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Re: [css3-transforms] ... to-animation

From: Dirk Schulze <dschulze@adobe.com>
Date: Mon, 4 Jun 2012 08:04:43 -0700
To: "Dr. Olaf Hoffmann" <Dr.O.Hoffmann@gmx.de>
CC: "www-style@w3.org" <www-style@w3.org>, "public-fx@w3.org" <public-fx@w3.org>
Message-ID: <F3EC5E71-776F-466A-92BE-AAF6BF395863@adobe.com>
Hi Olaf,

On Jun 4, 2012, at 3:15 AM, Dr. Olaf Hoffmann wrote:

> Dirk Schulze:
>> 
>>> Only for to-animations there is a specific behaviour defined.
>> 
>> To animations are not supported on CSS Transforms, the same like for
>> 'animateTransform'. If you have a good suggestion how to animations are
>> supposed to work. I am happy to define it.
>> 
> 
> What is written in SVG tiny 1.2 about this (and copied to SVG 1.1.2), 
> was just a result from the issue, that for unknown reasons the type matrix 
> was not animatable and there was not much motivation to clarify the
> situation, this was simply delayed to the next version.
> However with the CSS draft the matrix type becomes animatable and
> this can be considered as a new version/variant for SVG transform,
> therefore to avoid the situation, that this is forgotten and undefined
> again, we should clarify it now.
> And if we look into the definition of to-animation in SMIL 2/3, this
> finally is a clarification of the original animation recommendation, 
> current versions of SVG still refer to - the normative behaviour of
> to-animations is not defined to be additive at any time, therefore 
> no conflict with post-multiplication of SVG animateTransform.
I somehow agree. It needs to be defined what the underlying value is, then we can allow to-animation [1]. The problem that I see, is that the underlying value can be animated as well. Therefore the addition on transform functions can cause a performance impact, since in a lot of cases the decomposing of the underlying value must be done on every animation step.

> 
> Because the CSS draft assumes anyway, that it is reasonable that
> the viewer should have a capability to analyse the structure of
> two consecutive values in a values list, it should be reasonable
> as well, that it can analyse whether the underlying value of a
> to-animation is of the same type as the to-value is.
> I think, for SVG1.0 - 1.2 it was not considered, that a viewer
> needs have such a capability, therefore no surprise, that
> trouble occured here, what is solvable now with advanced
> capabilities.
> 
> Rule 1:
> If it is the same type, simply animate between the underlying
> value and the to-value with the type that is noted for to-value
> using the usual SMIL method for to-animations.
> 
> This behaviour can be observed anyway in current viewers
> with a meaningful interpretation of to-animations, therefore
> it seems reasonable, that a viewer can do this.
> And I think, it will cover already a lot of ideas, authors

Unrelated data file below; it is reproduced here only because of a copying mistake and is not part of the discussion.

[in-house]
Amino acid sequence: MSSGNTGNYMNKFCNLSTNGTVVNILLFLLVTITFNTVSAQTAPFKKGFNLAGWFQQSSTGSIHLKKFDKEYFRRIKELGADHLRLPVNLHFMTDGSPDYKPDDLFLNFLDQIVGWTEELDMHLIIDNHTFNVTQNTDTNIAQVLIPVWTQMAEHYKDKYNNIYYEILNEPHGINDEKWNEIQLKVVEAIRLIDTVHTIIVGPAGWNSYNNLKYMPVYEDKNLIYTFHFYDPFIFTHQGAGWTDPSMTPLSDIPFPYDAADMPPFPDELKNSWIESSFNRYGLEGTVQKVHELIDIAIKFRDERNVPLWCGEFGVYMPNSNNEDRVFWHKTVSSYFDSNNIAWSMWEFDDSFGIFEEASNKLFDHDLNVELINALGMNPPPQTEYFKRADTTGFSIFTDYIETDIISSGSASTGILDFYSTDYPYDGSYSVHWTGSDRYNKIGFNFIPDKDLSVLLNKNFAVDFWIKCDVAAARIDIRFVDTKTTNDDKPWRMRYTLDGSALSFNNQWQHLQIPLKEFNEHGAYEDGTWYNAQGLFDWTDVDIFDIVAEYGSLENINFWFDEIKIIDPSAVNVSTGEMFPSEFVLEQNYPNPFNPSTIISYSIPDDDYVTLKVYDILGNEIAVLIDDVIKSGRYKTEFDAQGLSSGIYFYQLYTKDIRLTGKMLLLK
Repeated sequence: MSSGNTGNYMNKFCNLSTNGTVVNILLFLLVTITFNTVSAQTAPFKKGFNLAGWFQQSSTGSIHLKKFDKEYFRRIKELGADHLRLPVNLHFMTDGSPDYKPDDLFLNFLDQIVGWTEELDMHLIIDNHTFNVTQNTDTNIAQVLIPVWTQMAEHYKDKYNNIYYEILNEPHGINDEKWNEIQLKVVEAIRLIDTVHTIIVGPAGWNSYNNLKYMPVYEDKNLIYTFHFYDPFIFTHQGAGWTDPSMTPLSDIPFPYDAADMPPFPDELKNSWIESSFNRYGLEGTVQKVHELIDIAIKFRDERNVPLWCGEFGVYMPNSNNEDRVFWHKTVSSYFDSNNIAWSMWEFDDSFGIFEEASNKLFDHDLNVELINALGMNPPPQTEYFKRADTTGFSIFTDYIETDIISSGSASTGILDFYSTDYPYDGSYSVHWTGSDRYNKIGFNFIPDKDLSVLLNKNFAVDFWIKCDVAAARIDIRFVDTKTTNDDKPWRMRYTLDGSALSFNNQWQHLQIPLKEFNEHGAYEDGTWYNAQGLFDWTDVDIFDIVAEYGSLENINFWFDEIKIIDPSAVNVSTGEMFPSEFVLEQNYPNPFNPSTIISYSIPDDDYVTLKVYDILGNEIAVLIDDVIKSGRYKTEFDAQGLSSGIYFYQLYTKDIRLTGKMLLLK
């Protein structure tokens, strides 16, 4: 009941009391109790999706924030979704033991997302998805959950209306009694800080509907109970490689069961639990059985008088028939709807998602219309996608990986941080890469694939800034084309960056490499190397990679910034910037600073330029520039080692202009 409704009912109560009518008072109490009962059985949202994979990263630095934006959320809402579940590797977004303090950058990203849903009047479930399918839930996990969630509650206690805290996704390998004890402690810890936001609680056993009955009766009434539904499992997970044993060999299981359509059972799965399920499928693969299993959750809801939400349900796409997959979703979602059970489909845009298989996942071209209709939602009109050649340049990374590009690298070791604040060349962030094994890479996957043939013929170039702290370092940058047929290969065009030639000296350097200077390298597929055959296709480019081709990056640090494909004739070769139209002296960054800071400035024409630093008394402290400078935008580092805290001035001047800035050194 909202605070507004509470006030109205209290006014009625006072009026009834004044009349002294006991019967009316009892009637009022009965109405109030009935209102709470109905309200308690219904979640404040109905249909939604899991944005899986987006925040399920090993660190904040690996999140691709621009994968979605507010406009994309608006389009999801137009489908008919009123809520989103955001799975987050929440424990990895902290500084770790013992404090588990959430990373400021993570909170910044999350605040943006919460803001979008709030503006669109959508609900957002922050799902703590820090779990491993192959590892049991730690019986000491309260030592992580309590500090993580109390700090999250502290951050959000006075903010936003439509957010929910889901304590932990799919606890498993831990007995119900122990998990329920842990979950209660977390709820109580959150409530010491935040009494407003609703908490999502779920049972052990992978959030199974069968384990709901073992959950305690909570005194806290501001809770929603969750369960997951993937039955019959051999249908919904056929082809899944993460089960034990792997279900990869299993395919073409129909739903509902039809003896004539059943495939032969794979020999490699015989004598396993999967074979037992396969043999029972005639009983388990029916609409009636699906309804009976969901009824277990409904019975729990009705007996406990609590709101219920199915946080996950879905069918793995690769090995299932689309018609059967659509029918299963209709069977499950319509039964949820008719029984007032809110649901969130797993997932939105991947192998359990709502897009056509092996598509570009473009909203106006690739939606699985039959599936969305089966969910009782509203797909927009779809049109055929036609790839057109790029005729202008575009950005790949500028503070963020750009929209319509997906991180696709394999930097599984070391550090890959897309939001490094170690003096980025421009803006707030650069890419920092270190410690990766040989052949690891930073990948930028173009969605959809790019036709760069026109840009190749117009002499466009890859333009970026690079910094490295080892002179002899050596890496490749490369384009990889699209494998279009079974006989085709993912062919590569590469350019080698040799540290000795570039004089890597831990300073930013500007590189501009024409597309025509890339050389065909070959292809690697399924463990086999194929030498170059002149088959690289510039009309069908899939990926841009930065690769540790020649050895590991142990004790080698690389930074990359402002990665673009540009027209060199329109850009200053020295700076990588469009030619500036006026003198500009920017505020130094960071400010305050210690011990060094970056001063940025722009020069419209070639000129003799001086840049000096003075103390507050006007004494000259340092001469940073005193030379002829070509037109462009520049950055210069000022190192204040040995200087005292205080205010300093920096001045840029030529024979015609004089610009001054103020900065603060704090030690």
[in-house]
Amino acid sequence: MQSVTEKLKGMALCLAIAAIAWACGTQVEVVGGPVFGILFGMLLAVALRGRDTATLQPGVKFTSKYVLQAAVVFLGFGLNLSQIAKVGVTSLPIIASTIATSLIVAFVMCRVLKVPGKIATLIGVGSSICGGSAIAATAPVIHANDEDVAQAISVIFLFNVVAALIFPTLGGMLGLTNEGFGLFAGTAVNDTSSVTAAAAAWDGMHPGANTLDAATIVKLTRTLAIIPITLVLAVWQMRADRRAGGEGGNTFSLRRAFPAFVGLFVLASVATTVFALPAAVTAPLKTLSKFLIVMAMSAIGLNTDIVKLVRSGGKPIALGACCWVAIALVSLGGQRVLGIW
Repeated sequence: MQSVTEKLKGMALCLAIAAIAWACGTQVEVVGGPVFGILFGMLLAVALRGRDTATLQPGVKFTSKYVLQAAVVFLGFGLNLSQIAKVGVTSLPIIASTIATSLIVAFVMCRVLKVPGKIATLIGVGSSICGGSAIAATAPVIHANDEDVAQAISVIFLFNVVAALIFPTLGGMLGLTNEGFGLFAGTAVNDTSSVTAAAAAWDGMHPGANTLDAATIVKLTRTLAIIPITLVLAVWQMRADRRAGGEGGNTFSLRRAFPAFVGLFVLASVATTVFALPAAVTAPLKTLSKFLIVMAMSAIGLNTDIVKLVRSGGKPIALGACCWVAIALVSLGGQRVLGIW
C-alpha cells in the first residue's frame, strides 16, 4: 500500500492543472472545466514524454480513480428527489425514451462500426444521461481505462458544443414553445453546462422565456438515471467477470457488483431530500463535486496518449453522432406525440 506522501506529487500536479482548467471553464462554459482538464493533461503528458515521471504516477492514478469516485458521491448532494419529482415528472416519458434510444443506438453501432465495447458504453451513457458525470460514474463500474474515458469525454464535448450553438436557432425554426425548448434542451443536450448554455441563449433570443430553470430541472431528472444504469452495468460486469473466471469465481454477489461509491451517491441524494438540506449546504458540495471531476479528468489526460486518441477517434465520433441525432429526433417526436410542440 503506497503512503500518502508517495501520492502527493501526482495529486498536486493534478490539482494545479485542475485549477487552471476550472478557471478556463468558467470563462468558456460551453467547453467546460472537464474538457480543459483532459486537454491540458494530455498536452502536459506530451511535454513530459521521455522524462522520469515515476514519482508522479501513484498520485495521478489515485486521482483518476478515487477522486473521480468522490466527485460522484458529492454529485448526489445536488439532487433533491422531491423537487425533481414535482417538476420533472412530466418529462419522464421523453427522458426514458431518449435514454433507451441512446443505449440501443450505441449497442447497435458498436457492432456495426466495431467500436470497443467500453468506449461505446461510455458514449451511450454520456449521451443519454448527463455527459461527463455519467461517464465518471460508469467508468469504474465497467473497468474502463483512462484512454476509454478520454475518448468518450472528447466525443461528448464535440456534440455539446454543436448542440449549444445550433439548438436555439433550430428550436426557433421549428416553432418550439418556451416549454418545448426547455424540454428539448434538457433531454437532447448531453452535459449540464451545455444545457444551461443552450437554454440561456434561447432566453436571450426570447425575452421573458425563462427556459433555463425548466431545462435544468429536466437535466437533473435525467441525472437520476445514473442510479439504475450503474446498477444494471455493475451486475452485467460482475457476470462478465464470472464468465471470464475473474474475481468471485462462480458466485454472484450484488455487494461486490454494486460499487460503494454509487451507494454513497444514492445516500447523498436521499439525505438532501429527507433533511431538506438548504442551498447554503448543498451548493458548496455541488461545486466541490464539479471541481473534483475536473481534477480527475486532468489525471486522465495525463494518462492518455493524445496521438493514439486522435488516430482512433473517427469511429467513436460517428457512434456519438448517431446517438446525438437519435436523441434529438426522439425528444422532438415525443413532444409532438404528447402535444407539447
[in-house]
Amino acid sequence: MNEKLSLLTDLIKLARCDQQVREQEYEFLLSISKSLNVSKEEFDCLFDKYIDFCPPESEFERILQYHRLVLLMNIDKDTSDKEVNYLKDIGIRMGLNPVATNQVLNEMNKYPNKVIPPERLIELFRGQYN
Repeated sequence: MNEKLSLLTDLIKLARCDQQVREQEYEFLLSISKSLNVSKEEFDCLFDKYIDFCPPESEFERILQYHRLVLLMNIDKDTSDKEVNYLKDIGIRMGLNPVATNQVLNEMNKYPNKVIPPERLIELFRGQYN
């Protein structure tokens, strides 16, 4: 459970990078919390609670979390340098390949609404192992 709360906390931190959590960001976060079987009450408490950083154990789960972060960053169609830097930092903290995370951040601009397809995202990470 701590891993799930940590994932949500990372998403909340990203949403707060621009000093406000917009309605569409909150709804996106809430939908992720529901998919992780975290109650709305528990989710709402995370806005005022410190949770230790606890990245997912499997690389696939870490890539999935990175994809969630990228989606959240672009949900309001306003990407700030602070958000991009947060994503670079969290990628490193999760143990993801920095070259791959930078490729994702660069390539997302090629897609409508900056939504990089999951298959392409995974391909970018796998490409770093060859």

> have in mind for to-animations.
I agree on that rule.

> 
> Rule 2:
> If they are not of the same type, convert both to matrices
> and interpolate between the matrices. The type for the
> to-value is only used to convert the value to a matrix.
> Use for these matrices the usual SMIL method for to-animations.
I agree on that as well, but fear to run into performance issues here, if the underlying value is animated as well. E.g CSS Animations calculates start and end keyvalues at the beginning of the animation. So you don't have the decomposing on every animation step.

> 
> This is more or less only a fallback for this more
> problematic case, maybe not really important for
> most authors anyway.
> Obviously this has limitations for authors, for example
> if the to-value is of type rotate, there will be not 
> difference between values like -180, 180, 540.
But just on matrix decomposing. It would work for the following example:

<rect transform="rotate(0)" ...>
  <animate attributeName="transform" to="720" dur="10s"/>
</rect>

The rect would get rotated twice.

> But at least one gets the intended effect for
> continuous to-animation, a smooth change from
> the underlying value to the to-value.
> I think, using decompostion will not result in 
> something much better, especially because
> the inversion problem may occur again.
> 
> 
> Minor problem one has to face (as an author) with this:
> If a lower priority animation is ended before
> the end of the to-animation, and fill of this is not
> freeze, a new underlying value may appear,
> that has another type. In this situation of
> course the viewer has to reconsider, whether
> rule 1 or 2 has to be used. But typically this
> is not really a big additional problem, because
> typically this end without freeze will result
> anyway in a discontinuity and the author will
> not get a smooth change anyway.
But might be for the implementation; performance wise. W might need feedback of implementers here. It makes no sense to allow to-animations when no one can use them.

Greetings,
Dirk

> 
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> 
> Olaf
> 
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> 
[1] http://www.w3.org/TR/2008/REC-SMIL3-20081201/smil-animation.html#animationNS-ToAnimation
Received on Monday, 4 June 2012 16:52:19 GMT

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